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Diffusion tensor imaging predicts motor outcome in children with acquired brain injury


Ressel, Volker; O'Gorman Tuura, Ruth; Scheer, Ianina; van Hedel, Hubertus J A (2017). Diffusion tensor imaging predicts motor outcome in children with acquired brain injury. Brain imaging and behavior, 11(5):1373-1384.

Abstract

BACKGROUND: Rehabilitation in children with acquired brain injury is a challenging endeavour. There is a large variability in motor recovery between patients, and a need to optimize therapies by exploiting cerebral plasticity and recovery mechanisms. This retrospective study aims to identify tract-based markers that could serve as predictors of functional outcome following rehabilitation.
METHODS: Twenty-nine children with traumatic brain injury (n = 14) or stroke (n = 15) underwent a 3 T Magnetic Resonance Imaging (MRI) measurement, including Diffusion Tensor Imaging (DTI) between admission to the Hospital and onset of rehabilitation therapy at the Rehabilitation Centre. The Functional Independence Measure for Children (WeeFIM) was routinely applied at admission and discharge from the Rehabilitation Centre. Distinguishing between children with good versus poor functional independence was performed using ROC-analysis. A non-parametric partial correlation analysis between the DTI and WeeFIM motor scores was performed with age, time in rehabilitation, and time of MRI scan after injury as covariates.
RESULTS: Mean fractional anisotropy (FA) from the DTI in the ipsilesional corticospinal-tract provided the highest predictive accuracy (sensitivity = 95 %, specificity = 78 %, Youden Index = 0.73, Area under the curve = 0.9), in comparison to the lesion volume or other clinical variables. Mean FA of the ipsilesional corticospinal-tract correlated positively with the WeeFIM discharge motor scores (ρ = 0.547, p = 0.004). Prediction was poorer for the lesion volume or Glasgow Coma Scale.
CONCLUSION: The results suggest that DTI data could improve the prediction of functional outcome after rehabilitation in children and adolescents with stroke or traumatic brain injury. Specifically, mean FA shows the highest predictive accuracy in comparison to lesion volume or clinical scales.

Abstract

BACKGROUND: Rehabilitation in children with acquired brain injury is a challenging endeavour. There is a large variability in motor recovery between patients, and a need to optimize therapies by exploiting cerebral plasticity and recovery mechanisms. This retrospective study aims to identify tract-based markers that could serve as predictors of functional outcome following rehabilitation.
METHODS: Twenty-nine children with traumatic brain injury (n = 14) or stroke (n = 15) underwent a 3 T Magnetic Resonance Imaging (MRI) measurement, including Diffusion Tensor Imaging (DTI) between admission to the Hospital and onset of rehabilitation therapy at the Rehabilitation Centre. The Functional Independence Measure for Children (WeeFIM) was routinely applied at admission and discharge from the Rehabilitation Centre. Distinguishing between children with good versus poor functional independence was performed using ROC-analysis. A non-parametric partial correlation analysis between the DTI and WeeFIM motor scores was performed with age, time in rehabilitation, and time of MRI scan after injury as covariates.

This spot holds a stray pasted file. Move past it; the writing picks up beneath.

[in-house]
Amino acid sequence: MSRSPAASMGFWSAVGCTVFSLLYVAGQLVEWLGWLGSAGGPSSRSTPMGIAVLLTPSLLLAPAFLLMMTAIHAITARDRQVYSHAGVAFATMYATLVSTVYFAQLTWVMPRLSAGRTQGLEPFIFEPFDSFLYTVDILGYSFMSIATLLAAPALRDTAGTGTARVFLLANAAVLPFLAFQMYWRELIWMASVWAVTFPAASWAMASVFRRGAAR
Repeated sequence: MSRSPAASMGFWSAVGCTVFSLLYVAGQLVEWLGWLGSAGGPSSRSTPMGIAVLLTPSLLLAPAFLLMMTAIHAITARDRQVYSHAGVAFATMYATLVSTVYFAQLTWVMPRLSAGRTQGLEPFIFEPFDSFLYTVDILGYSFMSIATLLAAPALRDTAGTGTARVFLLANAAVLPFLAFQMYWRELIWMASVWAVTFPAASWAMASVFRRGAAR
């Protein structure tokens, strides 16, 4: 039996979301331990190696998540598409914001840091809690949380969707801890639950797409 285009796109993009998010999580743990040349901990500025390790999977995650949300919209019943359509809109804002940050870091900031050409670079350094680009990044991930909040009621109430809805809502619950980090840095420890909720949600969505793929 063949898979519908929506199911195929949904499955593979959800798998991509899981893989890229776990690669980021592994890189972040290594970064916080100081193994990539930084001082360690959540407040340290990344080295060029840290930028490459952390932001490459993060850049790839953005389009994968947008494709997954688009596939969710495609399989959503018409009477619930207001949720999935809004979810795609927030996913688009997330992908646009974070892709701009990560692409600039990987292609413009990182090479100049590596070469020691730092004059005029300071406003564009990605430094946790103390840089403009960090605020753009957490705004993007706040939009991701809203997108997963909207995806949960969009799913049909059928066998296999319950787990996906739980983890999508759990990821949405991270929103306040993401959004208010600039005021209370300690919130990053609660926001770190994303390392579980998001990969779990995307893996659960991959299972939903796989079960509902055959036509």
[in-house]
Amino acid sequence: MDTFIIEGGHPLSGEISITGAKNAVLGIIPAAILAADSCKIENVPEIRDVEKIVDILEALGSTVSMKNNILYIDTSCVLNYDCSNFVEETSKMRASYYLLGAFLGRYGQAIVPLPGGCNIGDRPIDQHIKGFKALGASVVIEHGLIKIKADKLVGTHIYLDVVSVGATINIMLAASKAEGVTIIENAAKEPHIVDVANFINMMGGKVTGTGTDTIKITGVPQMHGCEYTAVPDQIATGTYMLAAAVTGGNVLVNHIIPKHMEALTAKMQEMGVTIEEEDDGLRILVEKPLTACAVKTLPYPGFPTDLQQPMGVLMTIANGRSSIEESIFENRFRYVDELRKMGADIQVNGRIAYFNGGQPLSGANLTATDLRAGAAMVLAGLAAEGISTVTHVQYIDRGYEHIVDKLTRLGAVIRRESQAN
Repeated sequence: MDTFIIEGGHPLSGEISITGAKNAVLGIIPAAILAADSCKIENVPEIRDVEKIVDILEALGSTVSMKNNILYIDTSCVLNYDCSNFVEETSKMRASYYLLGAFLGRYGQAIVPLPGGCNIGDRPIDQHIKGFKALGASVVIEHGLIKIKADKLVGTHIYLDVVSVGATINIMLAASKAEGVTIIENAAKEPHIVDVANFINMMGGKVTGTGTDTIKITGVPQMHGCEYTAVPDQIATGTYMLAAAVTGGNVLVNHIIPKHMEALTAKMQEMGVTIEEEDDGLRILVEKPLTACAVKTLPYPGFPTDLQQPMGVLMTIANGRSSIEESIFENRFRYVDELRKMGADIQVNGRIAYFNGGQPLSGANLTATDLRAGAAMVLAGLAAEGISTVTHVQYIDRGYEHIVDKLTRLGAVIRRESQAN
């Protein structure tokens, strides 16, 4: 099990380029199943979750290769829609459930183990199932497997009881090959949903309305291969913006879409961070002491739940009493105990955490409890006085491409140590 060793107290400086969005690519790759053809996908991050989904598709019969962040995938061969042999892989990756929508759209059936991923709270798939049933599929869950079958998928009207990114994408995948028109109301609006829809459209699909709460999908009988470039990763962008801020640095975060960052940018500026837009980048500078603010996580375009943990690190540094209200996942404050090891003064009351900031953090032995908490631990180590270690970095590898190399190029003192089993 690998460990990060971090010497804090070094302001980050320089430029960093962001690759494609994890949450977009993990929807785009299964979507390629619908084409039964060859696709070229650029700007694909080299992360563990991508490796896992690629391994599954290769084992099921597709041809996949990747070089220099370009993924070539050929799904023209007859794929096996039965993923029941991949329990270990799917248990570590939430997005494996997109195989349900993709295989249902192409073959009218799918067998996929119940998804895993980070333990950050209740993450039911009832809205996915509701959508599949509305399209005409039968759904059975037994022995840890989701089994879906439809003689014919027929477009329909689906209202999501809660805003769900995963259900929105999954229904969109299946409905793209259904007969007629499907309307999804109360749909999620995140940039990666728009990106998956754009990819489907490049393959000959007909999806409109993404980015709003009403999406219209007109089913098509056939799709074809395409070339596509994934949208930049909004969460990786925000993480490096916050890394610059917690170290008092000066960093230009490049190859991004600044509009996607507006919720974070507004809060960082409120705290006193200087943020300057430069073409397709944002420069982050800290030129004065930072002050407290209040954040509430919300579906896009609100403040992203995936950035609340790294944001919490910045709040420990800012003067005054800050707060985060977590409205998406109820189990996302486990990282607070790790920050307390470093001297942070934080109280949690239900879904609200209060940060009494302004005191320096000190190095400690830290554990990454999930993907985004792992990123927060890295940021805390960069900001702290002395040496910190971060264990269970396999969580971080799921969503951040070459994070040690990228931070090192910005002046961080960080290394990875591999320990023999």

RESULTS: Mean fractional anisotropy (FA) from the DTI in the ipsilesional corticospinal-tract provided the highest predictive accuracy (sensitivity = 95 %, specificity = 78 %, Youden Index = 0.73, Area under the curve = 0.9), in comparison to the lesion volume or other clinical variables. Mean FA of the ipsilesional corticospinal-tract correlated positively with the WeeFIM discharge motor scores (ρ = 0.547, p = 0.004). Prediction was poorer for the lesion volume or Glasgow Coma Scale.
CONCLUSION: The results suggest that DTI data could improve the prediction of functional outcome after rehabilitation in children and adolescents with stroke or traumatic brain injury. Specifically, mean FA shows the highest predictive accuracy in comparison to lesion volume or clinical scales.

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Additional indexing

Item Type:Journal Article, refereed, original work
Communities & Collections:04 Faculty of Medicine > University Children's Hospital Zurich > Medical Clinic
Dewey Decimal Classification:610 Medicine & health
Scopus Subject Areas:Health Sciences > Radiology, Nuclear Medicine and Imaging
Life Sciences > Neurology
Life Sciences > Cognitive Neuroscience
Health Sciences > Neurology (clinical)
Life Sciences > Cellular and Molecular Neuroscience
Health Sciences > Psychiatry and Mental Health
Life Sciences > Behavioral Neuroscience
Language:English
Date:2017
Deposited On:23 Dec 2016 10:14
Last Modified:16 May 2024 03:31
Publisher:Springer
ISSN:1931-7557
OA Status:Closed
Publisher DOI:https://doi.org/10.1007/s11682-016-9637-z
PubMed ID:27734299
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